Parenting and Personality Dysfunction: clinical implications: Video Course
Speaker: Dr Gwen Adshead
Product: Video Course
CPD hours: 5
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The ‘orchid-dandelion’ hypothesis of child development (Ellis, 2008)suggests that there are some ‘environments’ that can damage even the most resilient children. Parental harshness, chronic hostility and a rejecting stance might form part of such hazardous environments – the incidence of which may be more common in parents with personality disorders. Evidence shows that such ‘maladaptive parental behaviour’ is not just associated with high rates of child and adolescent psychopathology; but also with higher manifestations of conduct and / or oppositional defiant disorders in children.
Full Course Information
As therapists, we also realise that parental personality dysfunctions can have attachment implications. Frightened or frightening parenting behaviours lead to disorganised attachment in children, which in turn is symptomatic of a range of abnormal childhood behaviours. Our challenge in working with such parents and families however, is that abusive parents with personality disorders are often hard to engage. They may feel defensive and reluctant to building a trusting relationship over time with therapists.
At this practical and therapeutically oriented seminar which would be especially relevant for psychotherapists, psychologists, counsellors and psychiatrists, Dr Adshead draws on her extensive clinical experience, recent neurobiological findings and relational thought to help us comprehend:
- How personality disorders (across the three DSM-5 clusters) affect the interpersonal function and can be viewed as relational disorders
- Core parenting skills that create attuned sensitivity (and hence, secure attachment patterns) and how these can be negatively impacted through personality dysfunctions
- The links between personality disorders and high-risk states of mind
- The evidence that shows the risk to child development, both in terms of genetic vulnerability and environmental stress factors
- Clinical interventions for parents with personality disorders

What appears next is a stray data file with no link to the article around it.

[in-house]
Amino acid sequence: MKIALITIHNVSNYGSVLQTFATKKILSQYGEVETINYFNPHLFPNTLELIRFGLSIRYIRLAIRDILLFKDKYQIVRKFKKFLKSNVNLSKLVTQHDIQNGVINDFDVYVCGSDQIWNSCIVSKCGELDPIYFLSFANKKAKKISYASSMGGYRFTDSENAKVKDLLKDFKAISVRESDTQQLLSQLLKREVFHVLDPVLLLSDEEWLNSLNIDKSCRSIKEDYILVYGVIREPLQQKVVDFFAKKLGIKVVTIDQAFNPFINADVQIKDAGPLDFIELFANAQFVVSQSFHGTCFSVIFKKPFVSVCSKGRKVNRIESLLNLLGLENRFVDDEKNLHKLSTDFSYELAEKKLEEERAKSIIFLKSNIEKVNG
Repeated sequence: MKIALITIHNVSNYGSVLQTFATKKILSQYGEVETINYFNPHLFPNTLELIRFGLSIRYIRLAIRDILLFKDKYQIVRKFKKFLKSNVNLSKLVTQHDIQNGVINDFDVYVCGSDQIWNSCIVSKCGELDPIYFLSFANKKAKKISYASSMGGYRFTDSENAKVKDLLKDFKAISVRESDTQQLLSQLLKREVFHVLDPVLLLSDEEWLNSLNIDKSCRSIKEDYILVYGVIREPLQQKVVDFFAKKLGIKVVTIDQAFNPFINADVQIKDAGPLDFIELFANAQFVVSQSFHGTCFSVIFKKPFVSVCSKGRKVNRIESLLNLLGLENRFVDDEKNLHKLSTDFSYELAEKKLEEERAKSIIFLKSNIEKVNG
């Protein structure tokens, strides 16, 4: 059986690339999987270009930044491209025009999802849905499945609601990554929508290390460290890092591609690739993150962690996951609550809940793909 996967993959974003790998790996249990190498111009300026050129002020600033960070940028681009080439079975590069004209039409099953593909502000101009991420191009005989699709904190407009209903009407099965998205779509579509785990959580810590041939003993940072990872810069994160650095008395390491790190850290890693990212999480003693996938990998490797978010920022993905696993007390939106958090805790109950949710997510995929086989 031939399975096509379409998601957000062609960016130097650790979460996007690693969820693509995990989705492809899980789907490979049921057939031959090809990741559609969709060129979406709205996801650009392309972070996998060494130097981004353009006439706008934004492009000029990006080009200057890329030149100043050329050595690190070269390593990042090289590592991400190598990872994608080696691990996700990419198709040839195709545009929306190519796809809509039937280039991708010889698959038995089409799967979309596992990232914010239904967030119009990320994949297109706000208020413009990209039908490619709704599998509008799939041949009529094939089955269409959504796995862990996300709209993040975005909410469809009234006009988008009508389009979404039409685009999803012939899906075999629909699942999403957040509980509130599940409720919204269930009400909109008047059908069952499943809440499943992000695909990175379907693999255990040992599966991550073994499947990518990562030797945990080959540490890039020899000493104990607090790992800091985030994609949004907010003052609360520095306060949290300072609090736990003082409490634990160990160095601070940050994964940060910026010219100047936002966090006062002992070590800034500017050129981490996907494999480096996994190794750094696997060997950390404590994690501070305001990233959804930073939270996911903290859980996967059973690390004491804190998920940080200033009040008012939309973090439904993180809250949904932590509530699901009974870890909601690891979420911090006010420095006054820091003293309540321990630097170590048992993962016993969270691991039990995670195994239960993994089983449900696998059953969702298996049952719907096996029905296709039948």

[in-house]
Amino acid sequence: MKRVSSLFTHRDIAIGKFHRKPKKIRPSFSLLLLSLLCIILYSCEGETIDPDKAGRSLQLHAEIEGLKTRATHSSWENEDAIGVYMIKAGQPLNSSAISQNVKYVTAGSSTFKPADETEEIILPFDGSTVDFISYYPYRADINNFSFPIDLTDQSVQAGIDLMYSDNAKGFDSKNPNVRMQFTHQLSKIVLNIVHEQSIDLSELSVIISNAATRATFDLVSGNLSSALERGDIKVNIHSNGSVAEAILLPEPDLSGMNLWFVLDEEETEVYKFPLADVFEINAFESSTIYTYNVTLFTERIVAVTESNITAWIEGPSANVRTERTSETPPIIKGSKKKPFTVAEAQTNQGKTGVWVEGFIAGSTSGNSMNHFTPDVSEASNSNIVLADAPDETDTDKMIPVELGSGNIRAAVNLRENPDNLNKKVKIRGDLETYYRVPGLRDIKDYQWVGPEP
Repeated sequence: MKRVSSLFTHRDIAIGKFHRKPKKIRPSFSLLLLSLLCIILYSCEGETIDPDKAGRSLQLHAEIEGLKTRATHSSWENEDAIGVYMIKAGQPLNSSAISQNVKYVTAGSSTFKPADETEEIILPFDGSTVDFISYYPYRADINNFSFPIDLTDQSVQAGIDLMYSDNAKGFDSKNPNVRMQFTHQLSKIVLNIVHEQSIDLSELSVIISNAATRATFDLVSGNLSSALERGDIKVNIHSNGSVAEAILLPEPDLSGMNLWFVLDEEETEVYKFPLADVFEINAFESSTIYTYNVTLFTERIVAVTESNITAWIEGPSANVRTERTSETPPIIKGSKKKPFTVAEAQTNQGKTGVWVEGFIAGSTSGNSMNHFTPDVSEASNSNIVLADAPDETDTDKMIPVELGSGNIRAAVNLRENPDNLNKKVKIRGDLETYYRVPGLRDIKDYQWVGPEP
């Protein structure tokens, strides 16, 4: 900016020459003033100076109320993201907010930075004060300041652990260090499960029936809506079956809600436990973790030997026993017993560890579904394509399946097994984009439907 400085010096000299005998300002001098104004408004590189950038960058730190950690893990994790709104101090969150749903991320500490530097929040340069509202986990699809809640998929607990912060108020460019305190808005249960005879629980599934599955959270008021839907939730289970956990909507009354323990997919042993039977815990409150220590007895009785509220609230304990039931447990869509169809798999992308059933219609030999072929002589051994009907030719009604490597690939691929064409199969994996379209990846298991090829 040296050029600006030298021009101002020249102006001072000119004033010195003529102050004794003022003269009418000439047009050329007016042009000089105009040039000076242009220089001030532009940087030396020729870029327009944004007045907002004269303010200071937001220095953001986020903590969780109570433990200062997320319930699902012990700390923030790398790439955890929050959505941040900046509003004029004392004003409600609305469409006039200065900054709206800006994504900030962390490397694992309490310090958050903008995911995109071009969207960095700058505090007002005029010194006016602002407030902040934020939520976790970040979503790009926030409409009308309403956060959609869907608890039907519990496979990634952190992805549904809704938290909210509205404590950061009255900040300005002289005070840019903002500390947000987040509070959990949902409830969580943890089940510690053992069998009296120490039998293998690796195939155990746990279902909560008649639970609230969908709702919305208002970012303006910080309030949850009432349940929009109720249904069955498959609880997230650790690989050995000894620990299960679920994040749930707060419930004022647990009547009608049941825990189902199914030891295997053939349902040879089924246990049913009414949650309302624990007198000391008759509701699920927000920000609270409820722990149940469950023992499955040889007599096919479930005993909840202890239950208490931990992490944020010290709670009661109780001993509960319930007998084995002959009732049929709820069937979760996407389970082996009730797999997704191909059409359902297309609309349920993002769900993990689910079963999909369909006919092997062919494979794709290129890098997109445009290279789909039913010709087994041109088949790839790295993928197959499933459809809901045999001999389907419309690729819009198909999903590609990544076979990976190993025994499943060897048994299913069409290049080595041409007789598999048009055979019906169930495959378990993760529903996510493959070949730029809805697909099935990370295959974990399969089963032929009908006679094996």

Maintaining the view that therapeutic interventions for parents with personality disorders are both effective and preventive, Dr Adshead explains how therapists can apply these learnings in clinical settings and allow for provision of relational security at multiple levels.
About the speaker
Dr Gwen Adshead is a psychotherapist, group analyst and forensic psychiatrist. She trained as a psychiatrist, and then as a forensic psychiatrist after completing a master’s Degree in medical law and ethics at King’s College, London. She was lecturer in victimology at the Institute of Psychiatry, where she studied interpersonal trauma and its effects; then trained as a psychotherapist, with a particular interest in Attachment Theory. She first started work at Broadmoor Hospital as a senior psychiatric trainee in 1990; and over the last twenty years has worked as a responsible clinician, as well as a consultant psychotherapist.
Her research interests include moral reasoning in psychopaths and antisocial men; the attachment narratives of abusive mothers; and how psychotherapies work with violent people. Gwen has published over 100 papers, book chapters and commissioned papers; co-edited three books and is working on three more.
Gwen’s principal training is group dynamic; but she also has experience of cognitive approaches to therapy, DBT, and mentalization based therapies.
Session 1: Disorders of Relational Capacity?
In the first session, we look at how parenting requires an individual to balance appropriate limits and boundaries with maximal affection and attuned nurturing. Parents need to be both empathic and sympathetic towards ongoing vulnerability and dependence: the sort of dependence that, in children, inevitably leads to repeated requests for attention. We consider both direct and indirect impacts on such functions where personality disorganisation or dysfunction exists.
Session 2: Impact on parenting skills and outcomes
Our discussion in the second session examines how different personality disorders impact parenting outcomes. Specifically, we consider the impacts of:
- Anti-social and narcissistic personality disorders
- Somatising disorders
- Borderline personality disorders
- Eating disorders
Session 3: Therapeutic Interventions
We look at therapeutic implications of our discussions and consider:
- Screening tools and the reliance we can place on these
- Psychological therapies that focus on repairing relational skills
- Interventions that promote parental mentalizing and self-reflective functions
- Generalized interventions that address metacognitive function
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